FDIC: Banks report strong fourth quarter after tough year. The Federal Deposit Insurance Corporation’s latest Quarterly Banking Profile offers a bad news/good news story for the banking industry. Full-year 2020 net income for FDIC-insured institutions declined 36.5 percent compared to 2019, to $147.9 billion. But quarterly net income increased 9.1 percent during the fourth quarter of 2020, totaling $59.9 billion. According to FDIC, the overall annual decline was primarily attributable to higher provision expenses in the first half of 2020, due to a general decline in economic conditions. The average return-on-assets ratio (ROA) declined from 1.29 percent in 2019 to 0.72 percent in 2020. On the other hand, the improvement in quarterly net income was driven by a reduction in provision expenses, as 57.4 percent of banks reported annual improvements in quarterly net income. The share of unprofitable institutions remained relatively stable from a year ago at 7.3 percent. The ROA was 1.11 percent during the fourth quarter, up from 0.97 percent in the third quarter, but down from the high of 1.41 percent in third quarter 2018. FDIC attributed banks’ stronger third-quarter earnings results (compared to the first six months of 2020) to modest improvements in the economy and higher consumer spending, though economic uncertainties and pressure on revenue from unprecedented net interest margin compression continued to weigh on the industry. “Nonetheless, the industry remains well positioned to accommodate loan demand and support the economy,” the FDIC said. Other key findings of the quarterly profile include:

  • The fourth-quarter net interest margin remained unchanged from the third quarter at a record-low level.
  • Loan balances declined from the previous quarter, led by lower commercial and industrial lending activity.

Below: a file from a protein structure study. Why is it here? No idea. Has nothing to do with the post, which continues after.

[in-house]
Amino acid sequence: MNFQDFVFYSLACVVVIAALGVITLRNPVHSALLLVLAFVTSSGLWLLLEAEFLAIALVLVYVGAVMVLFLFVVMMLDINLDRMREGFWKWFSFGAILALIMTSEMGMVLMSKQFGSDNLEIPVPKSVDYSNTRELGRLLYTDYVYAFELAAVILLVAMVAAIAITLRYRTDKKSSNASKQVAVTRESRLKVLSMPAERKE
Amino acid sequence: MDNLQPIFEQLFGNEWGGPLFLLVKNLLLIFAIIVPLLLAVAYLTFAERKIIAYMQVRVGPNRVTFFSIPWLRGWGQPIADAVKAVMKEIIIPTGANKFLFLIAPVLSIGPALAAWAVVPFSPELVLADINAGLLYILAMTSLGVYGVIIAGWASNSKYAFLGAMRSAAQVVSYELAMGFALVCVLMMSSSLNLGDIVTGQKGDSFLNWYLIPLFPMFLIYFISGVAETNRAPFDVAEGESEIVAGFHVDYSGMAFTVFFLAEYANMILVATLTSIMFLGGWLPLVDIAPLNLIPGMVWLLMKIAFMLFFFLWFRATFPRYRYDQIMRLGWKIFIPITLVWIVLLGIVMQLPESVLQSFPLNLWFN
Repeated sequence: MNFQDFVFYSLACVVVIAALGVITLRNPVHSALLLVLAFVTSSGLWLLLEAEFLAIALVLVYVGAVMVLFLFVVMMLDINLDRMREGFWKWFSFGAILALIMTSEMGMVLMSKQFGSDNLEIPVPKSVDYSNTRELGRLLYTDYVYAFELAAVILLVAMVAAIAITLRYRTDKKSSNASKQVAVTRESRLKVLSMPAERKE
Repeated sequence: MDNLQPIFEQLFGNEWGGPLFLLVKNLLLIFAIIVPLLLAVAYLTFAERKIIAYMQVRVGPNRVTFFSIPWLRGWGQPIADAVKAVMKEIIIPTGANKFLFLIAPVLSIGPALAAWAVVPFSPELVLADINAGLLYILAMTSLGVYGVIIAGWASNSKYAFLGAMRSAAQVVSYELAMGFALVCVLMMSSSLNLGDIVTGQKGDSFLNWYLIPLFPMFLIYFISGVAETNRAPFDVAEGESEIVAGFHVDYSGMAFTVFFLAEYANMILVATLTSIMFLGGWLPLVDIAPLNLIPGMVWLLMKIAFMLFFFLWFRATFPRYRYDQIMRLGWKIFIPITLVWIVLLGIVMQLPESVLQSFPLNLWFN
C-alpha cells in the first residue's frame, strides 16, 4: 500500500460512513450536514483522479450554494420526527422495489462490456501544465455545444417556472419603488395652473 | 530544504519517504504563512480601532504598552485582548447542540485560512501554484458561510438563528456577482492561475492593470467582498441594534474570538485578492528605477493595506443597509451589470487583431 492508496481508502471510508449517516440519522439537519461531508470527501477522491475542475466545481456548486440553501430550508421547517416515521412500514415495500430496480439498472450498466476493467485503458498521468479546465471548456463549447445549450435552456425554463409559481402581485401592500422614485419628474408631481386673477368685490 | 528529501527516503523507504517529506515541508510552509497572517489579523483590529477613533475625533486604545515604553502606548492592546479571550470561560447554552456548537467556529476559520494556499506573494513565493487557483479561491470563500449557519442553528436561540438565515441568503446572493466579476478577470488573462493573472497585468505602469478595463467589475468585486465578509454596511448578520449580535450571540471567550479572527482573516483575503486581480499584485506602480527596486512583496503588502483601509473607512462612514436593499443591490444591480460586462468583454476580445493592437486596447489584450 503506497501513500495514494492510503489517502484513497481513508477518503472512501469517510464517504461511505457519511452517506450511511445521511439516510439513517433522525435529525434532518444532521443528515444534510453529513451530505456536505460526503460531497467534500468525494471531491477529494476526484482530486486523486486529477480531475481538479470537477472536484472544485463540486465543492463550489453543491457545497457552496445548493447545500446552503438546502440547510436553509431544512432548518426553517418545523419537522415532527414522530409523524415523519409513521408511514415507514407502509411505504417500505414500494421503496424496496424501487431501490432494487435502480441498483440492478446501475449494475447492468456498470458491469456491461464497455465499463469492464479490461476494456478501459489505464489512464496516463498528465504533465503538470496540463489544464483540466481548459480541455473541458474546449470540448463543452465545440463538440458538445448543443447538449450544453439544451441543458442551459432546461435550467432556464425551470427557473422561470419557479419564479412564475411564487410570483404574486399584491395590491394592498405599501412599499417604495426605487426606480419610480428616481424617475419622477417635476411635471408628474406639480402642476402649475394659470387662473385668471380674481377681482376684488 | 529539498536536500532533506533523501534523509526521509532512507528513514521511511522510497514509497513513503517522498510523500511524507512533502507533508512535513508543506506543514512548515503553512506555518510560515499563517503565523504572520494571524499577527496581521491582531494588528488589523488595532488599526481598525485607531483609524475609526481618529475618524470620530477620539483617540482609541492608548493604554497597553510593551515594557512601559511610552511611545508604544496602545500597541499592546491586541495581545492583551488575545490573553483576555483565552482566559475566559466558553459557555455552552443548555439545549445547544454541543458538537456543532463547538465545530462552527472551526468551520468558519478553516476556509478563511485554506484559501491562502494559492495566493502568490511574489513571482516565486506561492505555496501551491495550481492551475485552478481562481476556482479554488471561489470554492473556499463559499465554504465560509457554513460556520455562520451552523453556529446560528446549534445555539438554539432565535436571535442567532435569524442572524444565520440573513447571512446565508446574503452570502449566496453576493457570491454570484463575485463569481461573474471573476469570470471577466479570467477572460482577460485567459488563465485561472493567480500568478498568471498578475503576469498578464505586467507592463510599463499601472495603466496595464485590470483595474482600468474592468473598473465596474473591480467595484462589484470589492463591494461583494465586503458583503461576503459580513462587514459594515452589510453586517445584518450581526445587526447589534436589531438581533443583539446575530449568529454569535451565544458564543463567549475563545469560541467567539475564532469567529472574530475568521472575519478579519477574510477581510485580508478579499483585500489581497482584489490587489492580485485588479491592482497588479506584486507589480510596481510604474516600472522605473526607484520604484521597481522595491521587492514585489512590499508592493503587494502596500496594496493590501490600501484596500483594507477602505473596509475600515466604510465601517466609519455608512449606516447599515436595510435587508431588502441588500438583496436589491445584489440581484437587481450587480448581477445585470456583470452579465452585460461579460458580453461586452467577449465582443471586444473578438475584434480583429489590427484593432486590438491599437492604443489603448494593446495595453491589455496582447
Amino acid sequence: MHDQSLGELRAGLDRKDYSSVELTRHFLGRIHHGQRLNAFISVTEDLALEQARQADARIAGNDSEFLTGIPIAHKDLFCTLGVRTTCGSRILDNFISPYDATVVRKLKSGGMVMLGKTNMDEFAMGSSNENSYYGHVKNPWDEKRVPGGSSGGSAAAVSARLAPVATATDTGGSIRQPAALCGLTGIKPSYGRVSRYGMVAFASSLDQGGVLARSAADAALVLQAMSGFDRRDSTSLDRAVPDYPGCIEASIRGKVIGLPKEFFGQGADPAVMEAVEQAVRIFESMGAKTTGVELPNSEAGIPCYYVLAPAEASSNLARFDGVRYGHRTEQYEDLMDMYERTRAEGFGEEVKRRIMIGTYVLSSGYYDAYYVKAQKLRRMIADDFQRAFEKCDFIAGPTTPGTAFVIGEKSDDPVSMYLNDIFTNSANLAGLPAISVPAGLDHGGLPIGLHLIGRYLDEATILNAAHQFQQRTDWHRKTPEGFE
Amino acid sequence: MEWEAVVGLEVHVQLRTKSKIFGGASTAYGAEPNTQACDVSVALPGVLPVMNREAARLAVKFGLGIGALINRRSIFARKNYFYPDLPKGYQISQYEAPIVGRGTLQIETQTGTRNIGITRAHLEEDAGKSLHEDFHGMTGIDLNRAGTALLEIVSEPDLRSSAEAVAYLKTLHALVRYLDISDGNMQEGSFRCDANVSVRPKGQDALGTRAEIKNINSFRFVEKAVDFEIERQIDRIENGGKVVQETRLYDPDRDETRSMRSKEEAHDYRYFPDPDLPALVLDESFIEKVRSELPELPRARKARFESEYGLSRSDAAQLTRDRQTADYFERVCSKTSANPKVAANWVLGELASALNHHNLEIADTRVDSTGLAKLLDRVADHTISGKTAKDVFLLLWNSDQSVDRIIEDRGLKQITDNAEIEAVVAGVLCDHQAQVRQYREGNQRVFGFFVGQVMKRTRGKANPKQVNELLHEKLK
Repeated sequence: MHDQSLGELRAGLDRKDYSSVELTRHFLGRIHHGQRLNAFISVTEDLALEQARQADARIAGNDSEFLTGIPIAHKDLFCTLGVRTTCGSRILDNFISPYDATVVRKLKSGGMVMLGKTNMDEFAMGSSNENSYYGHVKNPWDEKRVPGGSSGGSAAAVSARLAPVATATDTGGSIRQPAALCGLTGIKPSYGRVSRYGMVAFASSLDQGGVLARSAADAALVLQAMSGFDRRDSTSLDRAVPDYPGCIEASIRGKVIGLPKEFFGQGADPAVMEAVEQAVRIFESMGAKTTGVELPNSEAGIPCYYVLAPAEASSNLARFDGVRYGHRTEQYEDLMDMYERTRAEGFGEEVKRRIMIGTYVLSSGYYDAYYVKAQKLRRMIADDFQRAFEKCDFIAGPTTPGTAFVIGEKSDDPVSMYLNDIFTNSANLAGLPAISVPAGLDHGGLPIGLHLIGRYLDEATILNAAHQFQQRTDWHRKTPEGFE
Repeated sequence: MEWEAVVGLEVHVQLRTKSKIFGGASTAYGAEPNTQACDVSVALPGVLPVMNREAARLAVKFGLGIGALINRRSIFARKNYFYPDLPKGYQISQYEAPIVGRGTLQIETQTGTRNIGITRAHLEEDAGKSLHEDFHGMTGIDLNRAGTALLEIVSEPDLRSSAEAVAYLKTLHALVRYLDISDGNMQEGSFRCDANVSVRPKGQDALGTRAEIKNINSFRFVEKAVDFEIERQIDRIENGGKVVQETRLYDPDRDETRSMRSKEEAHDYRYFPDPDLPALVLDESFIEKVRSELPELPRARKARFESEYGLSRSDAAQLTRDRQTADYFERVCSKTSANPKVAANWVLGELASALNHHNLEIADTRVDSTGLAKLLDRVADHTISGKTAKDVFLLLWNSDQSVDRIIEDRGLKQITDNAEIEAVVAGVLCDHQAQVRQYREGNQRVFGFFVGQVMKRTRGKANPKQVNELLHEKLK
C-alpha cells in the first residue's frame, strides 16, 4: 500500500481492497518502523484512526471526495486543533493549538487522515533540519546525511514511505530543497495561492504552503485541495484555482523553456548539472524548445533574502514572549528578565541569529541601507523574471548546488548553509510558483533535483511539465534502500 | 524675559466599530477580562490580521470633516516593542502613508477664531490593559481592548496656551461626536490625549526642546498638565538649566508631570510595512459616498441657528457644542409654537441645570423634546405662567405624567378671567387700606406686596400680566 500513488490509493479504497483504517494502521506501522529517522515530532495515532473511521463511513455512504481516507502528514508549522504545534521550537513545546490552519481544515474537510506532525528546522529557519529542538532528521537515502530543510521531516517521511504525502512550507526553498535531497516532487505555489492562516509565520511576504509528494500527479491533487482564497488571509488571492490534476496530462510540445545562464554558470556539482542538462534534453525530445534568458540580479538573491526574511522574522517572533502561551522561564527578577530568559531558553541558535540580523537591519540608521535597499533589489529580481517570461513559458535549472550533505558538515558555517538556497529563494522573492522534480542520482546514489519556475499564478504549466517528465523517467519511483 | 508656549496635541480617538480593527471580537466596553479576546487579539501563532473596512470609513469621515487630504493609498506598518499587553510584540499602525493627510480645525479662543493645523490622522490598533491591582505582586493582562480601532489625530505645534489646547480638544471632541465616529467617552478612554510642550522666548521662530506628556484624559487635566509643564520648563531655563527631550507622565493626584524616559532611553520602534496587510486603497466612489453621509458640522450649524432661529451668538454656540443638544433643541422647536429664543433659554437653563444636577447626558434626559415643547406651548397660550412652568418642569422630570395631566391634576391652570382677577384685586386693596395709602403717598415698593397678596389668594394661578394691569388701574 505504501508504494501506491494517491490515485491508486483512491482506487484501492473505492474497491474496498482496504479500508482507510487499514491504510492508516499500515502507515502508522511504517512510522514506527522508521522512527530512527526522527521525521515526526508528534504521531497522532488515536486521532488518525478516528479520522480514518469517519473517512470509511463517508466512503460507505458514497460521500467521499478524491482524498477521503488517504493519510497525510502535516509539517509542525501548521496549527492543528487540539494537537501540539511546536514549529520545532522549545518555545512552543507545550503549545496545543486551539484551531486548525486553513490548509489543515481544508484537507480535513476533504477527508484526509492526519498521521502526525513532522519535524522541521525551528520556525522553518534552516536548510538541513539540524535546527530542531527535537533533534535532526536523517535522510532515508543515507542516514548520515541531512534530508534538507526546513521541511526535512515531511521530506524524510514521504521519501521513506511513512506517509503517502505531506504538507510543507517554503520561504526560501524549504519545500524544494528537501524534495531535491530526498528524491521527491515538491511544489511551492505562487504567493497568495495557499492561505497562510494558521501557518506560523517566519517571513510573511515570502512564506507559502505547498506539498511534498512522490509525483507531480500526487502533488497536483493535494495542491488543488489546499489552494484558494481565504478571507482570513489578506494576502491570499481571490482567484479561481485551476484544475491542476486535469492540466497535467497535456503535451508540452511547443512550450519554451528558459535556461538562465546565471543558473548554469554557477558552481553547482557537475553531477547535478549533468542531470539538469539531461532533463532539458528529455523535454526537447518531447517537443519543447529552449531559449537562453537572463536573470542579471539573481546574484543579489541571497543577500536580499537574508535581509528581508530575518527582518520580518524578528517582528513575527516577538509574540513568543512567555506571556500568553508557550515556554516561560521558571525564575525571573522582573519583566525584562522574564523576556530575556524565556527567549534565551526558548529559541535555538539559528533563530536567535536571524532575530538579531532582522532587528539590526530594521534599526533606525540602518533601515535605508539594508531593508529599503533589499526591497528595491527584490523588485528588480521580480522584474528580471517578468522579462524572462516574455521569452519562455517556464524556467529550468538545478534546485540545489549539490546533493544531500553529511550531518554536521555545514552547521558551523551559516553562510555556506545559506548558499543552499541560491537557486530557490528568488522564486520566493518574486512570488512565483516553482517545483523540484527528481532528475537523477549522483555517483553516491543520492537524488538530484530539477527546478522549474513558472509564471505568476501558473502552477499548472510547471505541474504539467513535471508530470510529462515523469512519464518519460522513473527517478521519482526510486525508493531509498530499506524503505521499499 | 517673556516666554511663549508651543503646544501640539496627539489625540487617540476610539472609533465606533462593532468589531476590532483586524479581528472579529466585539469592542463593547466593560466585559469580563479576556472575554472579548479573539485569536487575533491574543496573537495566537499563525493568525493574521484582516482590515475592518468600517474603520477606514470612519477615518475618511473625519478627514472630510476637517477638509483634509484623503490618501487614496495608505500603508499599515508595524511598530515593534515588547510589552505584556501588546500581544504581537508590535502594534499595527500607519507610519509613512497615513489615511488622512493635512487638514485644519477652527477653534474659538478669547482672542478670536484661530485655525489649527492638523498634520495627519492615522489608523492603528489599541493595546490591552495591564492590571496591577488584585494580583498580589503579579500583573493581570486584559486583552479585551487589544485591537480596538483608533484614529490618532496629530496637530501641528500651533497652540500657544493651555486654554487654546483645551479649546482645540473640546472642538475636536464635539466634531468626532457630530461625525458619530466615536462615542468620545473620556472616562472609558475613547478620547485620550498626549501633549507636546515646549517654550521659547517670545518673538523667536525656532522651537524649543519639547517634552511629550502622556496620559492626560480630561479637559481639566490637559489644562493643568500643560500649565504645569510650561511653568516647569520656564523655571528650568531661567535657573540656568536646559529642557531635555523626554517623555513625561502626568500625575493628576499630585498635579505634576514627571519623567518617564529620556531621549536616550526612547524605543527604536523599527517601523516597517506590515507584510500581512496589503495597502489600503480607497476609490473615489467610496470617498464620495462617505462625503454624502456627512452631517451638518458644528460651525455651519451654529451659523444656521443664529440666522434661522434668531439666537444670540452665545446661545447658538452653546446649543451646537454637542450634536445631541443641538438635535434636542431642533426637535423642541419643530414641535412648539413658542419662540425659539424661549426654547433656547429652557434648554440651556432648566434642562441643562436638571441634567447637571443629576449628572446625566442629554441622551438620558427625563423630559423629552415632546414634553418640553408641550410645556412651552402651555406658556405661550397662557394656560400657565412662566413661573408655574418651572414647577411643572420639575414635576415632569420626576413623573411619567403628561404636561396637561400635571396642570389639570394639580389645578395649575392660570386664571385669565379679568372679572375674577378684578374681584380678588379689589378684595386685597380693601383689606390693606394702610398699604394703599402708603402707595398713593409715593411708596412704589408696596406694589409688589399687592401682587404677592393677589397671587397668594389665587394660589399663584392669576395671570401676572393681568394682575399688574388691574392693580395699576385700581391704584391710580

• Asset quality metrics remained stable from the previous quarter and a year ago.
  • Community banks reported a 21.2 percent increase in quarterly net income year-over-year.

FDIC Chair Jelena McWilliams said that, despite the full-year decline, “banks remained resilient in fourth quarter 2020, consistent with the improving economic outlook.”

Biden nominates Chopra as CFPB director. President Biden has announced the nomination of Rohit Chopra, currently one of two Democratic commissioners at the Federal Trade Commission (FTC), as the next director of the Consumer Financial Protection Bureau. Kathleen Kraninger, who had led the agency since 2018, submitted her resignation at the president’s request. Dave Uejio was appointed by Biden to serve as the acting director pending Chopra’s confirmation by the Senate. Chopra is an ally and close associate of Senator Elizabeth Warren (D-MA), a member of the Senate Banking Committee. Chopra worked with Warren when she was a White House special advisor during the Obama Administration to set up the agency established by the Dodd-Frank financial reform law of 2010. Chopra also served as an assistant director of the CFPB under former director Richard Cordray. Under Chopra’s leadership, the CFPB is expected to take a more aggressive approach in initiating investigations and pursuing enforcement actions than was the case during the Trump administration. The role of the bureau’s Office of Enforcement is likely to play a more prominent role, particularly in the mortgage lending and servicing domain. Observers also expect the Chopra-led CFPB to return to more frequent use of civil money penalties through the types of settlements, consent orders and administrative actions utilized by the CFPB during the Cordray era (2012-2017). Chopra may also seek to restore the bureau’s original Payday Lending Rule and to increase enforcement over student lending, a major focus during his time as assistant director.